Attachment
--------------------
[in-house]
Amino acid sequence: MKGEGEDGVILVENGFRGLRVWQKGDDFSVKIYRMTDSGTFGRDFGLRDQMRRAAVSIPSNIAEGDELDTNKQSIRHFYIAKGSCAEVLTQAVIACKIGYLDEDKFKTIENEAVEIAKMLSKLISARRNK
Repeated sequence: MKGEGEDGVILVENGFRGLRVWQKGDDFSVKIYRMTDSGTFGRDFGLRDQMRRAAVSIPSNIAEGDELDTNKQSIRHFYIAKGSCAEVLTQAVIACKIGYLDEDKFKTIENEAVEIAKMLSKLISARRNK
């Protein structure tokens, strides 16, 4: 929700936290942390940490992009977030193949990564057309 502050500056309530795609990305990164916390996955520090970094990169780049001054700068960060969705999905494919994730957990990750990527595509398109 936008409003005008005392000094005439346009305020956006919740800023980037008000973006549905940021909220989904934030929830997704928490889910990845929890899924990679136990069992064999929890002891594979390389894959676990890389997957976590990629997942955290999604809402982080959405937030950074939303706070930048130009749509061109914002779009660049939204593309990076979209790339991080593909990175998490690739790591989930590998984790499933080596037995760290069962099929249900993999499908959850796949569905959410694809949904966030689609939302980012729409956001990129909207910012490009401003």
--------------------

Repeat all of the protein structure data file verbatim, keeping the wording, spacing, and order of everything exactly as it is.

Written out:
[in-house]
Amino acid sequence: MKGEGEDGVILVENGFRGLRVWQKGDDFSVKIYRMTDSGTFGRDFGLRDQMRRAAVSIPSNIAEGDELDTNKQSIRHFYIAKGSCAEVLTQAVIACKIGYLDEDKFKTIENEAVEIAKMLSKLISARRNK
Repeated sequence: MKGEGEDGVILVENGFRGLRVWQKGDDFSVKIYRMTDSGTFGRDFGLRDQMRRAAVSIPSNIAEGDELDTNKQSIRHFYIAKGSCAEVLTQAVIACKIGYLDEDKFKTIENEAVEIAKMLSKLISARRNK
């Protein structure tokens, strides 16, 4: 929700936290942390940490992009977030193949990564057309 502050500056309530795609990305990164916390996955520090970094990169780049001054700068960060969705999905494919994730957990990750990527595509398109 936008409003005008005392000094005439346009305020956006919740800023980037008000973006549905940021909220989904934030929830997704928490889910990845929890899924990679136990069992064999929890002891594979390389894959676990890389997957976590990629997942955290999604809402982080959405937030950074939303706070930048130009749509061109914002779009660049939204593309990076979209790339991080593909990175998490690739790591989930590998984790499933080596037995760290069962099929249900993999499908959850796949569905959410694809949904966030689609939302980012729409956001990129909207910012490009401003």